Jeremy Tooker, the owner of the coffee shop, saw the ―tussle‖ between Sundin and Quiles over the laptop. After Quiles ran out the door, Tooker chased him for two blocks and saw him get into a white hatchback car, with an African-American woman in the driver's seat. Tooker told Quiles to ―give it up‖ because he had memorized the car's license plate. Quiles responded ―so what‖ and instructed the driver to leave. A car had stopped on the street, blocking Quiles' vehicle from leaving the parking place; the driver of Quiles' car drove onto the sidewalk for about a half a block before returning to the street and speeding away.
Inspector Steve Mulkeen investigated the theft and issued a teletype with a description of the getaway car and its license plate. About ten days after the crime, he learned the getaway car had been towed. Quiles' interim driver's license was found inside the car.
Tooker identified Quiles in a photographic lineup, at the preliminary hearing, and at trial.
2. Robbery of Hyde and Casillas (Counts 2-3)
Around 4:15 p.m. on October 18, 2005, Alexander Hyde and Diego Casillas were walking on Haight Street planning to take pictures for a photography class. A white car pulled up and screeched to a halt. Quiles got out of the car and walked towards Casillas. Getting so close to Casillas that their foreheads touched, Quiles yelled profanities at Casillas and took his camera.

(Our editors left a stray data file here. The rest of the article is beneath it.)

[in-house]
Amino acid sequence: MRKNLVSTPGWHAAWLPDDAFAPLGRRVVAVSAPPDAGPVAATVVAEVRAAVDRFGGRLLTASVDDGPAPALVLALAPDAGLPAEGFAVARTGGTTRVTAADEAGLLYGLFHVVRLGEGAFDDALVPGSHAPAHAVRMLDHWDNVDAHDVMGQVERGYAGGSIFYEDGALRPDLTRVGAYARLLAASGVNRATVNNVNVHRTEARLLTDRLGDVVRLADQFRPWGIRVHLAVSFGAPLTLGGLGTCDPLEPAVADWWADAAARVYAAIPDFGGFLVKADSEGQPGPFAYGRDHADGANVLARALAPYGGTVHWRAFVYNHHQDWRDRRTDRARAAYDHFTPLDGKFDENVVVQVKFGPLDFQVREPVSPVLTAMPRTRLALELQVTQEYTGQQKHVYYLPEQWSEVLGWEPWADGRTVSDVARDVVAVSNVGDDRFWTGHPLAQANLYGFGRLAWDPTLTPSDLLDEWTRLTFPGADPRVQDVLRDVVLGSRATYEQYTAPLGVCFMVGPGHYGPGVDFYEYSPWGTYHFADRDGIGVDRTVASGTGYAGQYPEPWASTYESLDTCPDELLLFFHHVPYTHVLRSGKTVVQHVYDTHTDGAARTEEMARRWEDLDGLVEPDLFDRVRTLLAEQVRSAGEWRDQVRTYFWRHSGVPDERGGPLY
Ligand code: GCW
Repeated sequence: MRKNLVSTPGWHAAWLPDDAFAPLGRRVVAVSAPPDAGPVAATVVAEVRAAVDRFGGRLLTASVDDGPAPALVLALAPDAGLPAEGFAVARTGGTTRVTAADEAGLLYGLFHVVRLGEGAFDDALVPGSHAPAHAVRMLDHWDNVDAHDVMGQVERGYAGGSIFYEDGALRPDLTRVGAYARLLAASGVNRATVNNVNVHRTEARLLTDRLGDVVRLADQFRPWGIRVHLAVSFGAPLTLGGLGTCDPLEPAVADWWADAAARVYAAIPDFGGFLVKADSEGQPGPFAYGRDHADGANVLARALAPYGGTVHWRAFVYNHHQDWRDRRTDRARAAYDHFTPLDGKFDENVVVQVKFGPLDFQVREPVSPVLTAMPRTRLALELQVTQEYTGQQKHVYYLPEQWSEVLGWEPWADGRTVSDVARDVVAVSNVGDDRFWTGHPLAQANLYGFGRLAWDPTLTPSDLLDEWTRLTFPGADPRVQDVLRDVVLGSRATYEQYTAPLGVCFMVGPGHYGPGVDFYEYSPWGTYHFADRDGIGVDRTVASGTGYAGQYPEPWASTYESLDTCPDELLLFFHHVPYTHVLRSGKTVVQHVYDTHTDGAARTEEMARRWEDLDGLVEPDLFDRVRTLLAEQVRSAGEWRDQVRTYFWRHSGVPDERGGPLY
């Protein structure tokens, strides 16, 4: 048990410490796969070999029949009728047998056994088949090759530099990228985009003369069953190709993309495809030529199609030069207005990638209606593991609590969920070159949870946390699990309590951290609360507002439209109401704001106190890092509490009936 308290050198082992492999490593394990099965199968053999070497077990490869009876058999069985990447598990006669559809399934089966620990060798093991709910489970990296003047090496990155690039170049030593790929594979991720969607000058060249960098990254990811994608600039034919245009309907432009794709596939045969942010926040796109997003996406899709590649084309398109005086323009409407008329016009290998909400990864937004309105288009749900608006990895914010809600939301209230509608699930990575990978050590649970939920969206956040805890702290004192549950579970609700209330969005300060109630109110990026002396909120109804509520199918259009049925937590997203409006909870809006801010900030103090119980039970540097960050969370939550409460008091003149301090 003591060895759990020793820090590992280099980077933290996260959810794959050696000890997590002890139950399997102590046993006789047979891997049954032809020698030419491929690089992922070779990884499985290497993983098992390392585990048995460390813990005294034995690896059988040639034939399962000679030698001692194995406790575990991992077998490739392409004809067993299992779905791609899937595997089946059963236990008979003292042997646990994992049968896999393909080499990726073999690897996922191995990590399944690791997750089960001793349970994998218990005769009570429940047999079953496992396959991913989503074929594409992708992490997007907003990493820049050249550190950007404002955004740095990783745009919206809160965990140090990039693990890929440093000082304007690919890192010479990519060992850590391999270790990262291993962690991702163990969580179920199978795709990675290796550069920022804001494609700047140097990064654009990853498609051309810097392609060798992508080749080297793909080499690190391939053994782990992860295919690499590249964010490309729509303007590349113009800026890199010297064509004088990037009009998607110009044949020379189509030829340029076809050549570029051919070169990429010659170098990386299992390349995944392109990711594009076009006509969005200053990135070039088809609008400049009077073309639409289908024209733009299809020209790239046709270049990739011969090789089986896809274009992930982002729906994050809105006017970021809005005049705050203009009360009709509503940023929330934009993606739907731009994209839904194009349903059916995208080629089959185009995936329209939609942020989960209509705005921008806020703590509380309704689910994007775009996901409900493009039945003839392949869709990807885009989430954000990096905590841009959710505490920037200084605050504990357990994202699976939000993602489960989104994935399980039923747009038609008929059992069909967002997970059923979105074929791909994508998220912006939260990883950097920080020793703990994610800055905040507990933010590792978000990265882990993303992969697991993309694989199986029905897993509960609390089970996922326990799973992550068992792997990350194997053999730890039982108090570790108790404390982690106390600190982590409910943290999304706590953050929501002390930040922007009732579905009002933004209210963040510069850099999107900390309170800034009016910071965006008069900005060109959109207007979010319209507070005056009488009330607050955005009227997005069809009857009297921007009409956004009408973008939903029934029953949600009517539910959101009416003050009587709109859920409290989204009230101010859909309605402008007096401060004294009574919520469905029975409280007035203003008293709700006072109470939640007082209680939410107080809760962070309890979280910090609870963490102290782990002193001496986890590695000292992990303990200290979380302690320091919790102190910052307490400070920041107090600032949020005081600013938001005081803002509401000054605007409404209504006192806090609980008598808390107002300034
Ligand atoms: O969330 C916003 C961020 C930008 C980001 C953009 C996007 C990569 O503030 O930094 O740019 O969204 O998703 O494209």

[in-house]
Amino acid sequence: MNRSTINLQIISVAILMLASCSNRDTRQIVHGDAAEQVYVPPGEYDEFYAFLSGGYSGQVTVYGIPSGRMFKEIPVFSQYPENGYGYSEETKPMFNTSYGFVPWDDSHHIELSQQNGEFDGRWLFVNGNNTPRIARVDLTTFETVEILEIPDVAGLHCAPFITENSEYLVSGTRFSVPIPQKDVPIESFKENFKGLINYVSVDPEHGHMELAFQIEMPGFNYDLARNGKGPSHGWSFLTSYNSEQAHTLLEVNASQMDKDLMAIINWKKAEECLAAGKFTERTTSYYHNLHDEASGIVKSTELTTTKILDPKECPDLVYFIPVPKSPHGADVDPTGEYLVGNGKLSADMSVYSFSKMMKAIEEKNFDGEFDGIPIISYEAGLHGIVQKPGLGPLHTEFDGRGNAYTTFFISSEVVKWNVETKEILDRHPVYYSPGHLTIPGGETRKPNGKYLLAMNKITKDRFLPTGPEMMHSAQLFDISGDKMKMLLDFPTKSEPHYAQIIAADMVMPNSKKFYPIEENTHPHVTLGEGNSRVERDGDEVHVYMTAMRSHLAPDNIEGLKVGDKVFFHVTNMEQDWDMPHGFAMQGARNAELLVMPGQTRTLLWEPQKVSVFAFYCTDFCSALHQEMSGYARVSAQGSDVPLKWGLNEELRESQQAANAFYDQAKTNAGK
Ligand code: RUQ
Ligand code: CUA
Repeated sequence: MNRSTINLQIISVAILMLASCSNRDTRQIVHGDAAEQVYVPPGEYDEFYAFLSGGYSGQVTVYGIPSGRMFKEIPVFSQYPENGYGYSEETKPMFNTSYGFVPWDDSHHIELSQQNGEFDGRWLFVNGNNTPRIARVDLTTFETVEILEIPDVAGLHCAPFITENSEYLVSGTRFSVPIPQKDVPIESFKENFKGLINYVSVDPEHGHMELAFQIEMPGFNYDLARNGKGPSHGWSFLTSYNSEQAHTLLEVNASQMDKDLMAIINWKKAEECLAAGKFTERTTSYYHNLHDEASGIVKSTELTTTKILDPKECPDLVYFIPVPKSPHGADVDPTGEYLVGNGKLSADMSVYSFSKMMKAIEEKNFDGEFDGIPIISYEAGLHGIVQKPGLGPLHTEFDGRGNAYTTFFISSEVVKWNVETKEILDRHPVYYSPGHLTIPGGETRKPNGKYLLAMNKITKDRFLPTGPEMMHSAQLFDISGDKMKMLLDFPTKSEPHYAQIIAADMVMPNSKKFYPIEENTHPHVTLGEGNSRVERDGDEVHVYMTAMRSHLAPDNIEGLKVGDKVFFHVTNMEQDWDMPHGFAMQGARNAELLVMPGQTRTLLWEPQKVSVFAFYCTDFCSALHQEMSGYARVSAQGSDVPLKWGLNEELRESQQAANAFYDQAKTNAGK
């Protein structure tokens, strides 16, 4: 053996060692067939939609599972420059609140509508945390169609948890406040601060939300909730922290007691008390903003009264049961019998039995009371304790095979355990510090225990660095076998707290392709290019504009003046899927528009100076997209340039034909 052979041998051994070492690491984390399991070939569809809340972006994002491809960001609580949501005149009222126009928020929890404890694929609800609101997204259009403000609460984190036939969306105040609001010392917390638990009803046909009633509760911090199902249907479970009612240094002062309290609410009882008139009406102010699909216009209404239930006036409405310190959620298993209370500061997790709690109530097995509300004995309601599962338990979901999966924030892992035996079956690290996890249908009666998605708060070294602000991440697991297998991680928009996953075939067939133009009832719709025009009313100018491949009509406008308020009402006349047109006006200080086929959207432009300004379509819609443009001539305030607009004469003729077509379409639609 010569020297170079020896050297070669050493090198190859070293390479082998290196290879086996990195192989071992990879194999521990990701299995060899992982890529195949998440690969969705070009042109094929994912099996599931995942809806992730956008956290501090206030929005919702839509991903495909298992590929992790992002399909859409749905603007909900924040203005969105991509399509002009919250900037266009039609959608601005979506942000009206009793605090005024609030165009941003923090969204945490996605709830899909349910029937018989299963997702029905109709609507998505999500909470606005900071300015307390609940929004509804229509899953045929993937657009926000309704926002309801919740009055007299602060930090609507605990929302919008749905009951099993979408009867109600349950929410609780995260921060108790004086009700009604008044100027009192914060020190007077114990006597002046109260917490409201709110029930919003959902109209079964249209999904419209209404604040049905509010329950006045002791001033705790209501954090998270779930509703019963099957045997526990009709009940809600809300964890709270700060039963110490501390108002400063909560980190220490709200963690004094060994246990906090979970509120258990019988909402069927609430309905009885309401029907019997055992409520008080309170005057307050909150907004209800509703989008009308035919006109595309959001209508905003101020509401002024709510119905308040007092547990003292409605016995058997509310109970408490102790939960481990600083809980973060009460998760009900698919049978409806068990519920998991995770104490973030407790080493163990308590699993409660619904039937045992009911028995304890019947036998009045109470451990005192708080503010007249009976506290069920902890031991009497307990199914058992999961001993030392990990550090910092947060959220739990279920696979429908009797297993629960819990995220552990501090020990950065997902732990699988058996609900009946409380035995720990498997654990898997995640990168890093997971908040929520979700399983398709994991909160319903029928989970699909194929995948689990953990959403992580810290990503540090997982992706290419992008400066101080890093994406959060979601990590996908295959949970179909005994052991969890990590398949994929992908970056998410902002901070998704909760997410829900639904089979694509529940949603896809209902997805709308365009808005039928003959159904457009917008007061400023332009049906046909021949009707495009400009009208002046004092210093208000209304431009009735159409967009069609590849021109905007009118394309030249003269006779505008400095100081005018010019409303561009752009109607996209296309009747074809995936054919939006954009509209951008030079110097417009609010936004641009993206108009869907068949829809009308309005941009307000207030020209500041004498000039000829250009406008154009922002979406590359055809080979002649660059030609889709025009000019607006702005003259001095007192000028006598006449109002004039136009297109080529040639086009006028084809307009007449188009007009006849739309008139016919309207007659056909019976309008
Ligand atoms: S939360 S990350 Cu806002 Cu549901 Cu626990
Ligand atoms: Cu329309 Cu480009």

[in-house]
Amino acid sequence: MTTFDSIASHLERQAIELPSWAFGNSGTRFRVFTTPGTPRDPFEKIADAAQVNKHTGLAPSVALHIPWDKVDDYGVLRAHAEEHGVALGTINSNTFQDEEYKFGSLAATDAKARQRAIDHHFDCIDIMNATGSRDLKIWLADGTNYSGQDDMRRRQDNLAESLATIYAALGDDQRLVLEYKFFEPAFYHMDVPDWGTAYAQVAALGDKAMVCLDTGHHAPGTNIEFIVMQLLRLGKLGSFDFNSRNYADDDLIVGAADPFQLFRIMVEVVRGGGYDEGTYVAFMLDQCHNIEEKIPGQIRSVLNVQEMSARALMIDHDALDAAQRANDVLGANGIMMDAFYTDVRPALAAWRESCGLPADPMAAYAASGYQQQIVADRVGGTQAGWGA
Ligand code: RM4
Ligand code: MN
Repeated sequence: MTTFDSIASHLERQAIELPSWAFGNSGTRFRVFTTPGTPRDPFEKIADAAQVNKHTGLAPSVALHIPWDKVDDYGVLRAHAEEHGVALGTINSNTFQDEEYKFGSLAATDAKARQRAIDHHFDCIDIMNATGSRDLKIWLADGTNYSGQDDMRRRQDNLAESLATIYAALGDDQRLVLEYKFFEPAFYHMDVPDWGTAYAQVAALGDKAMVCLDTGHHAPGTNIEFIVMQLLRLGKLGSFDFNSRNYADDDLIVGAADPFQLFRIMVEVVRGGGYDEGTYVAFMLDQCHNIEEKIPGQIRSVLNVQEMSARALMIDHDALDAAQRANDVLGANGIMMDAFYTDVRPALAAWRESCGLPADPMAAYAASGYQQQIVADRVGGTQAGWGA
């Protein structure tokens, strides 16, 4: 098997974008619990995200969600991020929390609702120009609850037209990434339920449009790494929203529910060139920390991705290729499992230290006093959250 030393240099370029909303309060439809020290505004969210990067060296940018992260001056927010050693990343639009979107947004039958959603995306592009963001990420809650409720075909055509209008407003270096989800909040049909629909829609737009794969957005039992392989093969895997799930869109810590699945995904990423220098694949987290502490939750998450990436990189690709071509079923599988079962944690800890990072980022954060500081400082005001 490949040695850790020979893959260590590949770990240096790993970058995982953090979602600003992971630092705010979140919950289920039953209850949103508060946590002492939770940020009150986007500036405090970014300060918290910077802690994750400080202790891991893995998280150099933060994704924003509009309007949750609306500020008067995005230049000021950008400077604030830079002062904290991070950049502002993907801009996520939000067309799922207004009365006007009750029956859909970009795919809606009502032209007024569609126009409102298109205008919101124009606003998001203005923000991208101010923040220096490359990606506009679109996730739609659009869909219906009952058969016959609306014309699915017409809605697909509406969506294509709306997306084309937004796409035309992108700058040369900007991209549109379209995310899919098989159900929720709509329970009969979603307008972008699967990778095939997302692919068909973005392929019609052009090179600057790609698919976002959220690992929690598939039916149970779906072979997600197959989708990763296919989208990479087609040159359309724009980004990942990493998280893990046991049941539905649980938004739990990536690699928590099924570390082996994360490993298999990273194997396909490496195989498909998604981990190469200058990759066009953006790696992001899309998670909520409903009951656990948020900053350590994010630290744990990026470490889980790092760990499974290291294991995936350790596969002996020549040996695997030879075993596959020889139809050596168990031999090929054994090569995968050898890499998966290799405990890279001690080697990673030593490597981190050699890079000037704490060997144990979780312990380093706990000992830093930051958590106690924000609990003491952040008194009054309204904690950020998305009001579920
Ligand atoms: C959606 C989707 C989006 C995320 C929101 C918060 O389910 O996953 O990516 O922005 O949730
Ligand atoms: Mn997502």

At Quiles' prompting, the driver of Quiles' vehicle displayed the grip of a black, automatic handgun in his pocket. Quiles grabbed Hyde's camera and pushed him, saying, ―Give me some money.‖ Hyde claimed he did not have any and gave Quiles his wallet, which contained no money. Quiles pushed him again and said, ―Where is the money.‖
Quiles eventually returned to the car and told the driver that Hyde and Casillas had seen the car's license plate. Quiles approached Hyde again, took the driver's license from Hyde's wallet, and told Hyde that if he went to the police, ―someone would come to [his] house.‖ Quiles then got in the car and left, and Hyde telephoned the police.
Later that afternoon, the police took Hyde and Casillas to a location where a white Chevy Caprice had crashed. The car was registered to Quiles. Casillas and Hyde identified the car as the one used in the robbery and saw their cameras on the car's floorboard. The car contained an insurance payment coupon and insurance identification card in Quiles' name, as well as Hyde's driver's license.
Hyde and Casillas identified Quiles in a photographic lineup and in court.